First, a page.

Algeria, 1954. Two very different men thrown together by a world in turmoil are forced to flee across the Atlas mountains. Daru, the reclusive teacher, has to escort Mohamed, a villager accused of murder. –IMDB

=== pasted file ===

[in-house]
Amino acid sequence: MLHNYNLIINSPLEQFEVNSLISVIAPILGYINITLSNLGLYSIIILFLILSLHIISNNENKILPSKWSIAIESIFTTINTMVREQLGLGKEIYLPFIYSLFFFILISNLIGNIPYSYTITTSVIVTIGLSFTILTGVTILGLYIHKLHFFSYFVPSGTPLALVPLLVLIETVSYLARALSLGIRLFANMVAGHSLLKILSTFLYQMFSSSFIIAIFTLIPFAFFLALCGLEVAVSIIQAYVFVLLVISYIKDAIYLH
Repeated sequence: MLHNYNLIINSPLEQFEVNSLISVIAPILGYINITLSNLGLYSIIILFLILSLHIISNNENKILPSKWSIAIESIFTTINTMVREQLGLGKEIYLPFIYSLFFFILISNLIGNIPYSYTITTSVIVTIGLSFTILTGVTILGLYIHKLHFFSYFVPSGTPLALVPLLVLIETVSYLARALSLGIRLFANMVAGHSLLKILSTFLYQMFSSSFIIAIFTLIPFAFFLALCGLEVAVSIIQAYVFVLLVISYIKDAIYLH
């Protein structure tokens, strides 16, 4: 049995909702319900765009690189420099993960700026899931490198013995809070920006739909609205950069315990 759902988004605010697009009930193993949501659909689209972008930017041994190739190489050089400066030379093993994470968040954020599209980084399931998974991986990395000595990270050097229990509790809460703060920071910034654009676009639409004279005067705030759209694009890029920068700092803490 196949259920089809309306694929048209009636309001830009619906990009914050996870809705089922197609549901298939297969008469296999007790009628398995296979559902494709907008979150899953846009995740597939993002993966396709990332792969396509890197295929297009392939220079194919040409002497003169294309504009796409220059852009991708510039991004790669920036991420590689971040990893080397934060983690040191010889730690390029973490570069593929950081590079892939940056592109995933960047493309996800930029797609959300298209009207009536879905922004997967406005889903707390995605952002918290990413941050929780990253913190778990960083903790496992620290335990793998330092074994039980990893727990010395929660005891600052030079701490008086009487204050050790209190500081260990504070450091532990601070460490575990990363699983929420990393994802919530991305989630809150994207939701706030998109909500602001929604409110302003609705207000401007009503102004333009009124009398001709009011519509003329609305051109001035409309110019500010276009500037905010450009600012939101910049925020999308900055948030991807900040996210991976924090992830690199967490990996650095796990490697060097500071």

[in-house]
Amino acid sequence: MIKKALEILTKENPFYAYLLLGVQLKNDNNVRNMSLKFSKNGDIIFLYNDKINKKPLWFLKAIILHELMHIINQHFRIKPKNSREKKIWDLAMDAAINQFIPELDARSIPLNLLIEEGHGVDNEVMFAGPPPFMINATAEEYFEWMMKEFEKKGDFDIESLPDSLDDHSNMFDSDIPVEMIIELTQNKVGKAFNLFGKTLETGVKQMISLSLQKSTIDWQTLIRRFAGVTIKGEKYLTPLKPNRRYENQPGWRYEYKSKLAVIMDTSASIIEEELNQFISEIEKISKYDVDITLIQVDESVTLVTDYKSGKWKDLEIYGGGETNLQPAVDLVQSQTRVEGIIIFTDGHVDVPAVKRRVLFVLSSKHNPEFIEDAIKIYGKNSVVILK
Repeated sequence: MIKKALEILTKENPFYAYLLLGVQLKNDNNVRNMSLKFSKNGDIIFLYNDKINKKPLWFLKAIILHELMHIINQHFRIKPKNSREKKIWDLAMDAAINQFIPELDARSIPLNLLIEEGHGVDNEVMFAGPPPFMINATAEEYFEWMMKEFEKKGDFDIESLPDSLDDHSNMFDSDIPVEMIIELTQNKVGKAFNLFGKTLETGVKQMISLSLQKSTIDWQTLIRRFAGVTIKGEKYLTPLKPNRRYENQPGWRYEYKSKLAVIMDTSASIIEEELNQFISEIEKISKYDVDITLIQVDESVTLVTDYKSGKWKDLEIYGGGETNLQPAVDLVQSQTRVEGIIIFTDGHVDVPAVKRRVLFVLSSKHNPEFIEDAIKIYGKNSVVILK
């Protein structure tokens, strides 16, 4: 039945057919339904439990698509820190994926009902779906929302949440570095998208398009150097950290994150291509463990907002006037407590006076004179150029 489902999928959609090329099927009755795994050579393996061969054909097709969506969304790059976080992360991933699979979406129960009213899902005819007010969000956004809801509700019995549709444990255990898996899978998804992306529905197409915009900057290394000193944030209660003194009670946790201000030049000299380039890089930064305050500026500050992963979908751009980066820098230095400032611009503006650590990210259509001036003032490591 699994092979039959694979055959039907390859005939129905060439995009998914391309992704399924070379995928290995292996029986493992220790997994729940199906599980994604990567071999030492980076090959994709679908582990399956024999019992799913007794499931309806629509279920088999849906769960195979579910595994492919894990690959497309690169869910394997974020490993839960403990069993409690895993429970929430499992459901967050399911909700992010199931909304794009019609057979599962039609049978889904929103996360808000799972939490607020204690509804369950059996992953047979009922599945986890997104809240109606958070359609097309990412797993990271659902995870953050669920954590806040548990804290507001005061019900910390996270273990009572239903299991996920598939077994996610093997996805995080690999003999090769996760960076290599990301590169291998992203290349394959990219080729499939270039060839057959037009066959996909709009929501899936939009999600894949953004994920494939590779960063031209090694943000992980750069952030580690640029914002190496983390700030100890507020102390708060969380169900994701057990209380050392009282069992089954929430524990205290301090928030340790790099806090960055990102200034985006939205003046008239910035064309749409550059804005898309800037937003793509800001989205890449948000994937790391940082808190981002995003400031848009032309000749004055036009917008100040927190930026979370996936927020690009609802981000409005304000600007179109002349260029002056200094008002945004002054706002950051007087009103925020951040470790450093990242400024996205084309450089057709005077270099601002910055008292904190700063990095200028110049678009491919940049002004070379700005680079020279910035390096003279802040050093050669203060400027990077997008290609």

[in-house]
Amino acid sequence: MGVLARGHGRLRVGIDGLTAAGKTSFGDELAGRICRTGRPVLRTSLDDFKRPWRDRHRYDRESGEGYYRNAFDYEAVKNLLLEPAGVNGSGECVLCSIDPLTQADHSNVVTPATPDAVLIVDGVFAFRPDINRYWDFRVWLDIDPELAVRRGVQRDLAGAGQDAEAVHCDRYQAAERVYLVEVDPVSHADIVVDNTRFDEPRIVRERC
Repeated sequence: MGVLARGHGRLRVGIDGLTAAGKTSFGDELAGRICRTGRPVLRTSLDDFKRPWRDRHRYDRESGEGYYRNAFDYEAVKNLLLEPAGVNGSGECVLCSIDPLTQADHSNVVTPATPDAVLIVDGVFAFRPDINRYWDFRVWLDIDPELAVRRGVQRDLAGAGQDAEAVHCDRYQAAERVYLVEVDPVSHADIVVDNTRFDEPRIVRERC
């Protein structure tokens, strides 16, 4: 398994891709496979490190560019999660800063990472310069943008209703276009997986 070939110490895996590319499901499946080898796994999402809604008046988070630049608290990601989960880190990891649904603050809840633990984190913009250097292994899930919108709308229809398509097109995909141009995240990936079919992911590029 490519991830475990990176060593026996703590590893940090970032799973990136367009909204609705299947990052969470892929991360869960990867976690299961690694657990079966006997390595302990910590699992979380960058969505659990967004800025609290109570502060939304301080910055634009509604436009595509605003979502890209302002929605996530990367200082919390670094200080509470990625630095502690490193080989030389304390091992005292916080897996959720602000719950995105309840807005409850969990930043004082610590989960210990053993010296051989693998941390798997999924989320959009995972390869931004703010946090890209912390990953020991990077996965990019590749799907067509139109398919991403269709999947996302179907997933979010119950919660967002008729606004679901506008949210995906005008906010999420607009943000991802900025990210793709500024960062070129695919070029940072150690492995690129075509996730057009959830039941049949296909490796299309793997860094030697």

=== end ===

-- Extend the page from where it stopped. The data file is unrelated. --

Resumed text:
A profound, meditative French “Western” that is surprisingly contemporary in its themes of relating to those who are different to us. Viggo Mortensen is brilliant as Daru and well supported by Reta Kateb, who plays Mohamed, the Arab accused of murder and who Daru is burdened to transport to a trial to be held on the other side of the Atlas mountains. There isn’t much dialogue but an incredible amount is conveyed through the actions and behaviours of the characters. The location of the events plays a dominant role in providing tension and, in many ways, strips away all distraction so that the relationship between the two men remains the focus. The title of the movie, FAR FROM MEN, describes the isolation of the events and the fact that the two men are outside of the usual reach of the law and must struggle with moral questions as their journey unfolds. The movie is based on an Albert Camus novel so the philosophical background to the story is existentialist, revealing the nature of character by the actions that occur in the present moment. A gem of a movie which, unfortunately, is in limited release – so you might need to look around for it. But it is worth the effort.